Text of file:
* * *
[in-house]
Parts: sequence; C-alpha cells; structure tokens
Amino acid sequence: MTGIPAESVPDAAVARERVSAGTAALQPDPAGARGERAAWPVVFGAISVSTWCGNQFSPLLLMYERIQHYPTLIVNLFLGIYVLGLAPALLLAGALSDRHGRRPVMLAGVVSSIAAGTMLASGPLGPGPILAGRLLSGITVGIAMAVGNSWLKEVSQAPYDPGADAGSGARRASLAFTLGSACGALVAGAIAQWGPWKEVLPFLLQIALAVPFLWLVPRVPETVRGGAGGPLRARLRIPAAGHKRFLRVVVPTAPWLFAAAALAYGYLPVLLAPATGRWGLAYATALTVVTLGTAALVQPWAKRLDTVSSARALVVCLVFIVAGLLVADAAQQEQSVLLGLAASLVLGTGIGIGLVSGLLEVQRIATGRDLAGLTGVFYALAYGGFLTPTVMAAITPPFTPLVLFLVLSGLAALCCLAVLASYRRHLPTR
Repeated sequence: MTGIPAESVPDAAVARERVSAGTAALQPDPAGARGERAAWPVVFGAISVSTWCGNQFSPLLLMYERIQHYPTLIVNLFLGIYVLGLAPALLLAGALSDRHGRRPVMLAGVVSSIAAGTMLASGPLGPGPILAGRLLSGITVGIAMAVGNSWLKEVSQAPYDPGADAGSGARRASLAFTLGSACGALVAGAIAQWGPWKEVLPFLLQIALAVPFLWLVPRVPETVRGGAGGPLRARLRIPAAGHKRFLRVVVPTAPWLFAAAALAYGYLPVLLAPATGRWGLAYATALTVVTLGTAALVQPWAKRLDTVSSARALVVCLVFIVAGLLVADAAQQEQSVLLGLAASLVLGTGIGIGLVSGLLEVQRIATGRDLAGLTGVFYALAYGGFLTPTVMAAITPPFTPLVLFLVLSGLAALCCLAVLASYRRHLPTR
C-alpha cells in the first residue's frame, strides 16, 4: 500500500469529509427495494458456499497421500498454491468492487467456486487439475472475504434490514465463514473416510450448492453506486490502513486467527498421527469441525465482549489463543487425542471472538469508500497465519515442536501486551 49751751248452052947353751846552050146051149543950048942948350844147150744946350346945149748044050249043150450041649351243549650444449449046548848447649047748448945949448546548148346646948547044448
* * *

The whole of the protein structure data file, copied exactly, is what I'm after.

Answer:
[in-house]
Parts: sequence; C-alpha cells; structure tokens
Amino acid sequence: MTGIPAESVPDAAVARERVSAGTAALQPDPAGARGERAAWPVVFGAISVSTWCGNQFSPLLLMYERIQHYPTLIVNLFLGIYVLGLAPALLLAGALSDRHGRRPVMLAGVVSSIAAGTMLASGPLGPGPILAGRLLSGITVGIAMAVGNSWLKEVSQAPYDPGADAGSGARRASLAFTLGSACGALVAGAIAQWGPWKEVLPFLLQIALAVPFLWLVPRVPETVRGGAGGPLRARLRIPAAGHKRFLRVVVPTAPWLFAAAALAYGYLPVLLAPATGRWGLAYATALTVVTLGTAALVQPWAKRLDTVSSARALVVCLVFIVAGLLVADAAQQEQSVLLGLAASLVLGTGIGIGLVSGLLEVQRIATGRDLAGLTGVFYALAYGGFLTPTVMAAITPPFTPLVLFLVLSGLAALCCLAVLASYRRHLPTR
Repeated sequence: MTGIPAESVPDAAVARERVSAGTAALQPDPAGARGERAAWPVVFGAISVSTWCGNQFSPLLLMYERIQHYPTLIVNLFLGIYVLGLAPALLLAGALSDRHGRRPVMLAGVVSSIAAGTMLASGPLGPGPILAGRLLSGITVGIAMAVGNSWLKEVSQAPYDPGADAGSGARRASLAFTLGSACGALVAGAIAQWGPWKEVLPFLLQIALAVPFLWLVPRVPETVRGGAGGPLRARLRIPAAGHKRFLRVVVPTAPWLFAAAALAYGYLPVLLAPATGRWGLAYATALTVVTLGTAALVQPWAKRLDTVSSARALVVCLVFIVAGLLVADAAQQEQSVLLGLAASLVLGTGIGIGLVSGLLEVQRIATGRDLAGLTGVFYALAYGGFLTPTVMAAITPPFTPLVLFLVLSGLAALCCLAVLASYRRHLPTR
C-alpha cells in the first residue's frame, strides 16, 4: 500500500469529509427495494458456499497421500498454491468492487467456486487439475472475504434490514465463514473416510450448492453506486490502513486467527498421527469441525465482549489463543487425542471472538469508500497465519515442536501486551 49751751248452052947353751846552050146051149543950048942948350844147150744946350346945149748044050249043150450041649351243549650444449449046548848447649047748448945949448546548148346646948547044448